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Are Metabolic Signatures Mediating the Relationship between Lifestyle Factors and Hepatocellular Carcinoma Risk? Results from a Nested Case–Control Study in EPIC
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2018 (English)In: Cancer Epidemiology, Biomarkers and Prevention, ISSN 1055-9965, E-ISSN 1538-7755, Vol. 27, no 5, p. 531-540Article in journal (Refereed) Published
Abstract [en]

Background: The "meeting-in-the-middle" (MITM) is a principle to identify exposure biomarkers that are also predictors of disease. The MITM statistical framework was applied in a nested case-control study of hepatocellular carcinoma (HCC) within European Prospective Investigation into Cancer and Nutrition (EPIC), where healthy lifestyle index (HLI) variables were related to targeted serum metabolites.

Methods: Lifestyle and targeted metabolomic data were available from 147 incident HCC cases and 147 matched controls. Partial least squares analysis related 7 lifestyle variables from a modified HLI to a set of 132 serum-measured metabolites and a liver function score. Mediation analysis evaluated whether metabolic profiles mediated the relationship between each lifestyle exposure and HCC risk.

Results: Exposure-related metabolic signatures were identified. Particularly, the body mass index (BMI)-associated metabolic component was positively related to glutamic acid, tyrosine, PC aaC38:3, and liver function score and negatively to lysoPC aC17:0 and aC18:2. The lifetime alcohol-specific signature had negative loadings on sphingomyelins (SM C16:1, C18:1, SM(OH) C14:1, C16:1 and C22:2). Both exposures were associated with increased HCC with total effects (TE) = 1.23 (95% confidence interval = 0.93-1.62) and 1.40 (1.14-1.72), respectively, for BMI and alcohol consumption. Both metabolic signatures mediated the association between BMI and lifetime alcohol consumption and HCC with natural indirect effects, respectively, equal to 1.56 (1.24-1.96) and 1.09 (1.03-1.15), accounting for a proportion mediated of 100% and 24%.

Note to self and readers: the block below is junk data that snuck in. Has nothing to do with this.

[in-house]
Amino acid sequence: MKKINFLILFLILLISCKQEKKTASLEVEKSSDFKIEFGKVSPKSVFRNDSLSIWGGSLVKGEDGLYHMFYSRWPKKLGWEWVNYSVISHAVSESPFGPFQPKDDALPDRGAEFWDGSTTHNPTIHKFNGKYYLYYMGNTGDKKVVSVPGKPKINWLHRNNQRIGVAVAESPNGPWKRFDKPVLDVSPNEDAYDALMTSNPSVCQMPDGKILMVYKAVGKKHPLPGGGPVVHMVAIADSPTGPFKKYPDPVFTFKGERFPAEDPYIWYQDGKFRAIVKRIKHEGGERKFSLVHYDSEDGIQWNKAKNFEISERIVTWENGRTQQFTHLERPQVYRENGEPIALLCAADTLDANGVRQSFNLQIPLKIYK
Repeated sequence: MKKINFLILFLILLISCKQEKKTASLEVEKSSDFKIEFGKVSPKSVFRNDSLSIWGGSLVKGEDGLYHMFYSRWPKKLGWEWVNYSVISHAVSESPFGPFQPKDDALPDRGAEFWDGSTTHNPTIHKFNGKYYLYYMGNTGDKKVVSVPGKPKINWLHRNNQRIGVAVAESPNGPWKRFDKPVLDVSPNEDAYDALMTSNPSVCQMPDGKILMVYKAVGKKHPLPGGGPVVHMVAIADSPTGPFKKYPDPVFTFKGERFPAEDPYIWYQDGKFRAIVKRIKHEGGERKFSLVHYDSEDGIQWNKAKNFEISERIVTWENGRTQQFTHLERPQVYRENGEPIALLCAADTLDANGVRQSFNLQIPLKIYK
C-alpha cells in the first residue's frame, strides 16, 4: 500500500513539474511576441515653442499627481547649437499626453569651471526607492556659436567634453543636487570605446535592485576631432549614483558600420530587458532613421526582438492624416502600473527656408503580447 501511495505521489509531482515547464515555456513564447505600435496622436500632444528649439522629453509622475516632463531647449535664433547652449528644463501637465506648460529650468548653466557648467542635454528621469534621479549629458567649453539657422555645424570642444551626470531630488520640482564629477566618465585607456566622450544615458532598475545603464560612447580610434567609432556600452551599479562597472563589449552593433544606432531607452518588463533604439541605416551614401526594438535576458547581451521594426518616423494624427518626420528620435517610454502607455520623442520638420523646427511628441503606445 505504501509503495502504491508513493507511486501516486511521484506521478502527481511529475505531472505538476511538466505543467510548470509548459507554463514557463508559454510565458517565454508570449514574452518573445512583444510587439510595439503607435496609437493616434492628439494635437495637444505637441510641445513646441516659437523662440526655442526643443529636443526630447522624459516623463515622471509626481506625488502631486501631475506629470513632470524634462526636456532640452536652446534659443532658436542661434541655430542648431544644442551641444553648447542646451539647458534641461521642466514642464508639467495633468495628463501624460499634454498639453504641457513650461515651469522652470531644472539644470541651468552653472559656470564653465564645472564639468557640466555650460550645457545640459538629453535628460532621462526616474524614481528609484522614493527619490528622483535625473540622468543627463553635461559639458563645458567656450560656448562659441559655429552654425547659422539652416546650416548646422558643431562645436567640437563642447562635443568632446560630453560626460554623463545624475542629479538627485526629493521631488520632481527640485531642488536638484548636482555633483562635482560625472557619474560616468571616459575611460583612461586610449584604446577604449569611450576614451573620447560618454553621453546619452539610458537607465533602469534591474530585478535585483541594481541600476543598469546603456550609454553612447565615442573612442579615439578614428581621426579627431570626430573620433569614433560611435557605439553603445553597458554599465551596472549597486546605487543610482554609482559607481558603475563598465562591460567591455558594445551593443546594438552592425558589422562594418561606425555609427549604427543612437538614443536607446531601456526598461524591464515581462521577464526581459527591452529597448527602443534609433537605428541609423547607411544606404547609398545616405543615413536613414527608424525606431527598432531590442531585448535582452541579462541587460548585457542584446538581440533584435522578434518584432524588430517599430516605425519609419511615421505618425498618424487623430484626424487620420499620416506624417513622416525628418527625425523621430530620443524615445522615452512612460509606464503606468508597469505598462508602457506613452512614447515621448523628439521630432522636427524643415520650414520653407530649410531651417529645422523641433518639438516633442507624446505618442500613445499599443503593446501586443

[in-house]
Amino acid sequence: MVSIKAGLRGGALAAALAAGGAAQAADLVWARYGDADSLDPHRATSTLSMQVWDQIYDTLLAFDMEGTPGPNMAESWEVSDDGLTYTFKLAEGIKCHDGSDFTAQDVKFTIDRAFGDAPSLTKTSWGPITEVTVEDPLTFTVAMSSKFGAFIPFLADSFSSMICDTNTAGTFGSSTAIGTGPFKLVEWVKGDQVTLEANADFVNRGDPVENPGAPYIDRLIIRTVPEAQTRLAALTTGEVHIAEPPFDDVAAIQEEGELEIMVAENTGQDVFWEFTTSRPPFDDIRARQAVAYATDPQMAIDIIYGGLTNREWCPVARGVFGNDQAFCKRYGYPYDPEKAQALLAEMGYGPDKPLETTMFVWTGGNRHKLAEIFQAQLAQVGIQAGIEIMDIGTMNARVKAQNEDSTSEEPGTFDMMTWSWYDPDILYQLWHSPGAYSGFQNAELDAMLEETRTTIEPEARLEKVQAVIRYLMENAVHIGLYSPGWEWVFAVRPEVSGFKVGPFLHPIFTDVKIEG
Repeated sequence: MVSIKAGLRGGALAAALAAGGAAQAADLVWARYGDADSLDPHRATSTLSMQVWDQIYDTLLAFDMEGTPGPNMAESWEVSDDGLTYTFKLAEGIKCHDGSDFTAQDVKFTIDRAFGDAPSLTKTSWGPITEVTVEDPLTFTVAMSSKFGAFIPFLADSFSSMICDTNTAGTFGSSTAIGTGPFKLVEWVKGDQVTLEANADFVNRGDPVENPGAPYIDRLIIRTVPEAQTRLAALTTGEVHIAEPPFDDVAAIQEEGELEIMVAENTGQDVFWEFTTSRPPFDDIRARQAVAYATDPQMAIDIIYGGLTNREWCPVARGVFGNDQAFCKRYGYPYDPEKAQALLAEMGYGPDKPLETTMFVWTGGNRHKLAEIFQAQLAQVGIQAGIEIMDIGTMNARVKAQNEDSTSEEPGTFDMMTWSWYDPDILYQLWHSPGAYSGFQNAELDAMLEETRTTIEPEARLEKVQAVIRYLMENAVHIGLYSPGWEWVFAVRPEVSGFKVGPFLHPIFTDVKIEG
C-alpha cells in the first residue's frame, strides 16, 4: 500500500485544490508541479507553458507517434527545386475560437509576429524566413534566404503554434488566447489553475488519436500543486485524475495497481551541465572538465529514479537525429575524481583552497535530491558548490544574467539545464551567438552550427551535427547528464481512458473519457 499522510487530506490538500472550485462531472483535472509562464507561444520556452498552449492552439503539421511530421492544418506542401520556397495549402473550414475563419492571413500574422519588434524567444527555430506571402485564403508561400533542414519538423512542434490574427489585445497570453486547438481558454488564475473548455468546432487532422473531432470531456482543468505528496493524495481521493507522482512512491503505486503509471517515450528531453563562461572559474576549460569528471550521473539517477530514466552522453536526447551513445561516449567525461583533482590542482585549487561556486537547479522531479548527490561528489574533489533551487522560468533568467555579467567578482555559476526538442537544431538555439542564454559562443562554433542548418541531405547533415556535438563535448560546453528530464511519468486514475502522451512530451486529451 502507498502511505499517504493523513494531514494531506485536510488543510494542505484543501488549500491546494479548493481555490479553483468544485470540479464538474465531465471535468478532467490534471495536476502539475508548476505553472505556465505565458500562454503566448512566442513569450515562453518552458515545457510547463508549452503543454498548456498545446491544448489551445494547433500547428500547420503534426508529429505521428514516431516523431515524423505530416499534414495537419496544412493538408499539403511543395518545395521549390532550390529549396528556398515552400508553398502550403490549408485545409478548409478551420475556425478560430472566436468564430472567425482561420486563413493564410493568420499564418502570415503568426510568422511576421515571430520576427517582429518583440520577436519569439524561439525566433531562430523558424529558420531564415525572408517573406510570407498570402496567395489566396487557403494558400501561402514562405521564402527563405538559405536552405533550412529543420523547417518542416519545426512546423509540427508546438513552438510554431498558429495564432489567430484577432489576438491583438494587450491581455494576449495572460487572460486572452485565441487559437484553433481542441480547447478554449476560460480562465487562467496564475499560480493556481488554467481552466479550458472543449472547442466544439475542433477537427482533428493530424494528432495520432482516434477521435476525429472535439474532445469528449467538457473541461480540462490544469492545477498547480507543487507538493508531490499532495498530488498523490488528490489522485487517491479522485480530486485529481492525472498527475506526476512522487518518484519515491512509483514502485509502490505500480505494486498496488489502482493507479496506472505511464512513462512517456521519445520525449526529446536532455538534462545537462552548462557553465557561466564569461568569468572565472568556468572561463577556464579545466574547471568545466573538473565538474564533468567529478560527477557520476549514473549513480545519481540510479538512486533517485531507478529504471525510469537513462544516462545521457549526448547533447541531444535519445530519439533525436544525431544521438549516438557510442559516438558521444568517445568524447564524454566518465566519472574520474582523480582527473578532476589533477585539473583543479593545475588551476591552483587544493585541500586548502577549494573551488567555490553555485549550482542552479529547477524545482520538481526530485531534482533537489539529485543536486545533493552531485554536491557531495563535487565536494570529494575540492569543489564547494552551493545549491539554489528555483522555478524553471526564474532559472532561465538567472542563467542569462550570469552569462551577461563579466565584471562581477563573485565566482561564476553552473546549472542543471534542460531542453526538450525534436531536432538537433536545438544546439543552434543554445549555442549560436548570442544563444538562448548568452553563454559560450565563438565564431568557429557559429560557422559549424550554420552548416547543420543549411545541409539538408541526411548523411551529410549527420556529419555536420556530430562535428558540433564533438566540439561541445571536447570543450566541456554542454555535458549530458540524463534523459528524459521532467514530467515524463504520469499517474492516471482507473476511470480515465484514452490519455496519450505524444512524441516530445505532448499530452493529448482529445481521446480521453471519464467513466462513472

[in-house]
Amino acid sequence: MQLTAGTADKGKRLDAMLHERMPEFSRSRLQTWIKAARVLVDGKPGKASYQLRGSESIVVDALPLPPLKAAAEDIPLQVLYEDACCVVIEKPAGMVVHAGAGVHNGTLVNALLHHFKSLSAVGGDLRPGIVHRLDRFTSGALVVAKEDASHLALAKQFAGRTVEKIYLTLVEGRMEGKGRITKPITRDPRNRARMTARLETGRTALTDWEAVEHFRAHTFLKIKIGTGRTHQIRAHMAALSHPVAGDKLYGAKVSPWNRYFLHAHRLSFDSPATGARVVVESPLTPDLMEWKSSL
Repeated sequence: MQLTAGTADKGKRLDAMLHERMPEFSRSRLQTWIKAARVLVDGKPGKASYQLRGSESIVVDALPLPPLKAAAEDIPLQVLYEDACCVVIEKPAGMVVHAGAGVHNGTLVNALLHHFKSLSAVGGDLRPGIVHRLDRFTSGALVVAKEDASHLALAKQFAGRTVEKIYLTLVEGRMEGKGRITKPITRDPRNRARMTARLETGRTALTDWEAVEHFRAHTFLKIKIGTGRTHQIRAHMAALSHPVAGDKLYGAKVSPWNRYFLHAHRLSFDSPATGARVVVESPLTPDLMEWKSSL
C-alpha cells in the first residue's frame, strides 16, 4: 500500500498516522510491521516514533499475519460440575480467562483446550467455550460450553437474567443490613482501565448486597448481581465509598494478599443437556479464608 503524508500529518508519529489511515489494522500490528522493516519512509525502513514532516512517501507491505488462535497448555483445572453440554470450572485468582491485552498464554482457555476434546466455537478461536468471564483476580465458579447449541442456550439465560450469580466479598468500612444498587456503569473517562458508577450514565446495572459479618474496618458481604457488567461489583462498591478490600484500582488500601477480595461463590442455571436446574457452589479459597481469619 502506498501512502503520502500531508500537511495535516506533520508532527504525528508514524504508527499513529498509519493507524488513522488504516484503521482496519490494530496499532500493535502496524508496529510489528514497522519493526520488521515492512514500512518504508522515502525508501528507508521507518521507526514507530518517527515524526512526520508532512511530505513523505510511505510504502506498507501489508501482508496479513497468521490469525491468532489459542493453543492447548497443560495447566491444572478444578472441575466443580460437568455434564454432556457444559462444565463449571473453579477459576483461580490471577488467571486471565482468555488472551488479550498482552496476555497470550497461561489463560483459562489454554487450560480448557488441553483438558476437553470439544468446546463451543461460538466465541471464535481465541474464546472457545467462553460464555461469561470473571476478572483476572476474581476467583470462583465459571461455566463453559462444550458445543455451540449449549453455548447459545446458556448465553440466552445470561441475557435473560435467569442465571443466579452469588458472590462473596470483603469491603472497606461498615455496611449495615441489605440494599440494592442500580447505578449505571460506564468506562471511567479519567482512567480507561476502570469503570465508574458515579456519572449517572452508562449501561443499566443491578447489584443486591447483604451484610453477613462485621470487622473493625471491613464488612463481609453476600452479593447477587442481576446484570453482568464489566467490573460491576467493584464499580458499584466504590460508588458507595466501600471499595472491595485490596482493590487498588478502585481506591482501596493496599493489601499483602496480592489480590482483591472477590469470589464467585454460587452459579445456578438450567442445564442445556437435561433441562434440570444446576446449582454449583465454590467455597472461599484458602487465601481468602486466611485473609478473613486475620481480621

Conclusions: In a refined MITM framework, relevant metabolic signatures were identified as mediators in the relationship between lifestyle exposures and HCC risk.

Impact: The understanding of the biological basis for the relationship between modifiable exposures and cancer would pave avenues for clinical and public health interventions on metabolic mediators.

Place, publisher, year, edition, pages
2018. Vol. 27, no 5, p. 531-540
National Category
Public Health, Global Health, Social Medicine and Epidemiology
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URN: urn:nbn:se:umu:diva-150026DOI: 10.1158/1055-9965.EPI-17-0649PubMedID: 29563134OAI: oai:DiVA.org:umu-150026DiVA, id: diva2:1230194
Available from: 2018-07-03 Created: 2018-07-03 Last updated: 2018-08-10Bibliographically approved

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Sundkvist, Anneli

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